Even though most EU Member States struggle with an unbalanced proportion of medical specialists to general medical practitioners, in Bulgaria this ratio is exceptionally low. What is more, the number of generalist physicians decreased by 21.6% between 2000 and 2015, while the number of specialist physicians increased by 11.8%. The share of generalists to the total physician workforce has consistently been shrinking from 21% in 2000 to 16.6% in 2015, which is the second lowest ratio in the EU after Greece and far below the EU25 weighted average of 30.2%. As part of the widespread tendency towards more specialists, the ratio of specialists to generalist medical practitioners is growing, from 3.8 in 2000 to 5.4 in 2015. Within the group of the generalist physicians, the number of GPs has been steadily going down, recording a negative change of 16.2% for 15 years. Some of the reasons are the heavy administrative workload; insufficient payment and recognition; low appeal of the specialty among young physicians; and problems with training and acquiring the specialty of general medicine (Valentinova & Nedkova-Milanova, 2018).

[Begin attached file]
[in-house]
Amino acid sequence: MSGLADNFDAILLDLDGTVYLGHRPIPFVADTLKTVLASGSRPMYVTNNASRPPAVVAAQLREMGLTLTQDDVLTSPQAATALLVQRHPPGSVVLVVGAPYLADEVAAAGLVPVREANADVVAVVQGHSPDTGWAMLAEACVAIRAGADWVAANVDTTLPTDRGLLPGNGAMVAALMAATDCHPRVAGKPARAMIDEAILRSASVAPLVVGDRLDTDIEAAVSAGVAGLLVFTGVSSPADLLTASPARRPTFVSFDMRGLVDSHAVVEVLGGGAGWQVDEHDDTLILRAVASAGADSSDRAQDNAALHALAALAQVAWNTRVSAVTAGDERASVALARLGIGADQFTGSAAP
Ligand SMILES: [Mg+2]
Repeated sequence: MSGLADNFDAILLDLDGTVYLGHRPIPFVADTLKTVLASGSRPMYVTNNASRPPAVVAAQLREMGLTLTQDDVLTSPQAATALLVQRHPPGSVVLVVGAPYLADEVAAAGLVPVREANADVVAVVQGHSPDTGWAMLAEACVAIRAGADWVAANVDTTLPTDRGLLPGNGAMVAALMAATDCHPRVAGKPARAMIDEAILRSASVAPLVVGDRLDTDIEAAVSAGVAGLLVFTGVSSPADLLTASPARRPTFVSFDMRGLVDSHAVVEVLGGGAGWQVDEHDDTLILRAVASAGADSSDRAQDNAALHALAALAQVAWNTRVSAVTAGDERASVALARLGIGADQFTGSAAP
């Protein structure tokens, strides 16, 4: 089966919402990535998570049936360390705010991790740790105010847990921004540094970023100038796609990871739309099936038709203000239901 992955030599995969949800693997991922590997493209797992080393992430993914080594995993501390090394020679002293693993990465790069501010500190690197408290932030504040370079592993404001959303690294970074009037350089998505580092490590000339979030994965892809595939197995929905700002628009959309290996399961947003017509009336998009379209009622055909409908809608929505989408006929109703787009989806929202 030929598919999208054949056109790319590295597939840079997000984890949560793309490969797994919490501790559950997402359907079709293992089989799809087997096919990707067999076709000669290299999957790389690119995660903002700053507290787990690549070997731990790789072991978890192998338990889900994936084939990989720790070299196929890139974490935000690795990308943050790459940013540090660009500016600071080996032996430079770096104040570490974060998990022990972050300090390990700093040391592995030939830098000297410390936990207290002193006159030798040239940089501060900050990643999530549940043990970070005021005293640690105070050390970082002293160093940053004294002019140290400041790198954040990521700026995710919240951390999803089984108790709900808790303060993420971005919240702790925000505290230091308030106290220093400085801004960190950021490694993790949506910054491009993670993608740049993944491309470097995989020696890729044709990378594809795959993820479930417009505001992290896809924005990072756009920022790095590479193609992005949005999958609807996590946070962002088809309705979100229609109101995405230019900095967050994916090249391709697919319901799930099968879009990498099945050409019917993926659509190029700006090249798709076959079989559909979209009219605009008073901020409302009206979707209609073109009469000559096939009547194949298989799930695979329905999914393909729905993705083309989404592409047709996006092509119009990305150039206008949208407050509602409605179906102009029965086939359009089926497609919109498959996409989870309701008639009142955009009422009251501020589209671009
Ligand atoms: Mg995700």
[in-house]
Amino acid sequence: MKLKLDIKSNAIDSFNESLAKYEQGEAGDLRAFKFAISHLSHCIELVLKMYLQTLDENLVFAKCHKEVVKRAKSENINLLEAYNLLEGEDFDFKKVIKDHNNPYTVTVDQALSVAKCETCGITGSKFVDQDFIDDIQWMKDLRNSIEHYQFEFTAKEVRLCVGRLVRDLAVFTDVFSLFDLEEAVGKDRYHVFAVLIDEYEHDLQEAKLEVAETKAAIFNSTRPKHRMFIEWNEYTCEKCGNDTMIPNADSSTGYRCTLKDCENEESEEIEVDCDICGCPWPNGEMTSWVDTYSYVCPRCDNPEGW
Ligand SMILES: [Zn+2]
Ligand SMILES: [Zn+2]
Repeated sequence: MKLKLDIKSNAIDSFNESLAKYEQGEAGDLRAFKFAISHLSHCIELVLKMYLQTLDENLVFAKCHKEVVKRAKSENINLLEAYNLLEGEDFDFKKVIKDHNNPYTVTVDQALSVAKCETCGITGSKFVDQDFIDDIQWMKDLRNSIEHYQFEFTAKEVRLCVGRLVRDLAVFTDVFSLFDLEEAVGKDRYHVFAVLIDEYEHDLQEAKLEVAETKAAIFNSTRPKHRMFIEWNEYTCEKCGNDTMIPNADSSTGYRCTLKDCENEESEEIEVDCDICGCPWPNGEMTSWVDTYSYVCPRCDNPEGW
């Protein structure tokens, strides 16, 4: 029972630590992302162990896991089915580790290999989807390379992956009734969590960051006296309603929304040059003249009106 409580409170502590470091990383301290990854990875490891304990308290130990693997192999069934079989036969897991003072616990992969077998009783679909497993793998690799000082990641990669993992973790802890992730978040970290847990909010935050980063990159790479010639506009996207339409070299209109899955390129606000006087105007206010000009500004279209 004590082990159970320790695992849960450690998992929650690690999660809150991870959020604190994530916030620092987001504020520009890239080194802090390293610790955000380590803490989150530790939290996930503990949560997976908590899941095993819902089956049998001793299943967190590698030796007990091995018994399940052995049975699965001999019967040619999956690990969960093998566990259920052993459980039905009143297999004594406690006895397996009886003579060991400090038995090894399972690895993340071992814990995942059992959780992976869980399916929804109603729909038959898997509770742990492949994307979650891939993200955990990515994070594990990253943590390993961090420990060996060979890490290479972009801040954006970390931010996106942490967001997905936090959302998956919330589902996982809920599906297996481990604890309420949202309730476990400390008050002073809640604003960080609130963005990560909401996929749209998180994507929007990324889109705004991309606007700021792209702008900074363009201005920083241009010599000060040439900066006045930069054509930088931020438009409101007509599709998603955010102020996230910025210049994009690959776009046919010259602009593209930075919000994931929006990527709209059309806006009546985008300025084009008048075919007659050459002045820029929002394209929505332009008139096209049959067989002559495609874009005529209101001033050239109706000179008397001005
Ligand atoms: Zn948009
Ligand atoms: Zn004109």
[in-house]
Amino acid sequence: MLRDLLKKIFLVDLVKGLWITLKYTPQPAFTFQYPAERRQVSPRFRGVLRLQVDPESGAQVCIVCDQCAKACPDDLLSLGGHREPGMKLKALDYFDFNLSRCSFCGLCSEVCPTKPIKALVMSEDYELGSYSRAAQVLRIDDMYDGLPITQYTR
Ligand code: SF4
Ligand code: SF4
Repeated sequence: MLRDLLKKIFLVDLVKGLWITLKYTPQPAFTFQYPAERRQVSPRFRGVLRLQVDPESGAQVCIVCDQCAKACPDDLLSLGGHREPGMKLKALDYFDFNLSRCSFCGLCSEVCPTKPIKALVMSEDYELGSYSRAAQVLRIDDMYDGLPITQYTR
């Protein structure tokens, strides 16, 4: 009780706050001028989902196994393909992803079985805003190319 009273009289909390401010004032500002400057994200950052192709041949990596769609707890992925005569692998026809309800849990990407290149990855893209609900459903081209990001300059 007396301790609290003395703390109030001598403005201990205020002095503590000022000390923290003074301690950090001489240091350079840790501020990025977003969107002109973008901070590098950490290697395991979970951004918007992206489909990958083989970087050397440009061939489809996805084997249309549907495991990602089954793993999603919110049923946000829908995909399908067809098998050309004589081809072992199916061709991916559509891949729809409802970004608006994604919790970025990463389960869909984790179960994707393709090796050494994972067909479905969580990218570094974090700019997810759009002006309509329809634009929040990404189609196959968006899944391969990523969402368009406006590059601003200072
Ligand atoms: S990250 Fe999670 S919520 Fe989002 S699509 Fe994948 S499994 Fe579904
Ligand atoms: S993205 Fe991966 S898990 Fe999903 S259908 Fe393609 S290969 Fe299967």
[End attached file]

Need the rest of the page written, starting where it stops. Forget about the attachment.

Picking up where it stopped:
Bulgaria has recorded the highest ratio for surgical specialists (on a par with Greece, Lithuania and Austria), above one physician per 1000 population (Eurostat, 2018).